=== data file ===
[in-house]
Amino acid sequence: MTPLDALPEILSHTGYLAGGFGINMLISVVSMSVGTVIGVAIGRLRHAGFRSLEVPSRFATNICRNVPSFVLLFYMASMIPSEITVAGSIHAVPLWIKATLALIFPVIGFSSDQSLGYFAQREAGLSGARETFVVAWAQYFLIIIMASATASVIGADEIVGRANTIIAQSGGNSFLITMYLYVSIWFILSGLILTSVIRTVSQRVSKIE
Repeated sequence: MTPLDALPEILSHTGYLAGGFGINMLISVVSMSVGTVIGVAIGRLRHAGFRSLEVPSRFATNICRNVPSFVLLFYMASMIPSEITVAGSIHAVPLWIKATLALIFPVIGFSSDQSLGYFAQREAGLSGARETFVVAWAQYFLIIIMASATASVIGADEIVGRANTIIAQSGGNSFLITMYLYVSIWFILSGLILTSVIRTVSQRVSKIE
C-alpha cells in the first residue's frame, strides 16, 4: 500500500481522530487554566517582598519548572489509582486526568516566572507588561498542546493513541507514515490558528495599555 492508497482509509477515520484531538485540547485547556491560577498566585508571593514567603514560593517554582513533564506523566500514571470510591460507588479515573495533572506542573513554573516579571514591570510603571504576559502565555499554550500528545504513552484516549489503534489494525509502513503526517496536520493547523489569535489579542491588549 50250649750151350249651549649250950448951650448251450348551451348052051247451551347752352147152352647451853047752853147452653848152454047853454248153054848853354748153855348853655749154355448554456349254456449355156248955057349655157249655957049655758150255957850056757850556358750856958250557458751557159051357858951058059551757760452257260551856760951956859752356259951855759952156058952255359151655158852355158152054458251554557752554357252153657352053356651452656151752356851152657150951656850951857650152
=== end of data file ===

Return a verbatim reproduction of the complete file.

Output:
[in-house]
Amino acid sequence: MTPLDALPEILSHTGYLAGGFGINMLISVVSMSVGTVIGVAIGRLRHAGFRSLEVPSRFATNICRNVPSFVLLFYMASMIPSEITVAGSIHAVPLWIKATLALIFPVIGFSSDQSLGYFAQREAGLSGARETFVVAWAQYFLIIIMASATASVIGADEIVGRANTIIAQSGGNSFLITMYLYVSIWFILSGLILTSVIRTVSQRVSKIE
Repeated sequence: MTPLDALPEILSHTGYLAGGFGINMLISVVSMSVGTVIGVAIGRLRHAGFRSLEVPSRFATNICRNVPSFVLLFYMASMIPSEITVAGSIHAVPLWIKATLALIFPVIGFSSDQSLGYFAQREAGLSGARETFVVAWAQYFLIIIMASATASVIGADEIVGRANTIIAQSGGNSFLITMYLYVSIWFILSGLILTSVIRTVSQRVSKIE
C-alpha cells in the first residue's frame, strides 16, 4: 500500500481522530487554566517582598519548572489509582486526568516566572507588561498542546493513541507514515490558528495599555 492508497482509509477515520484531538485540547485547556491560577498566585508571593514567603514560593517554582513533564506523566500514571470510591460507588479515573495533572506542573513554573516579571514591570510603571504576559502565555499554550500528545504513552484516549489503534489494525509502513503526517496536520493547523489569535489579542491588549 50250649750151350249651549649250950448951650448251450348551451348052051247451551347752352147152352647451853047752853147452653848152454047853454248153054848853354748153855348853655749154355448554456349254456449355156248955057349655157249655957049655758150255957850056757850556358750856958250557458751557159051357858951058059551757760452257260551856760951956859752356259951855759952156058952255359151655158852355158152054458251554557752554357252153657352053356651452656151752356851152657150951656850951857650152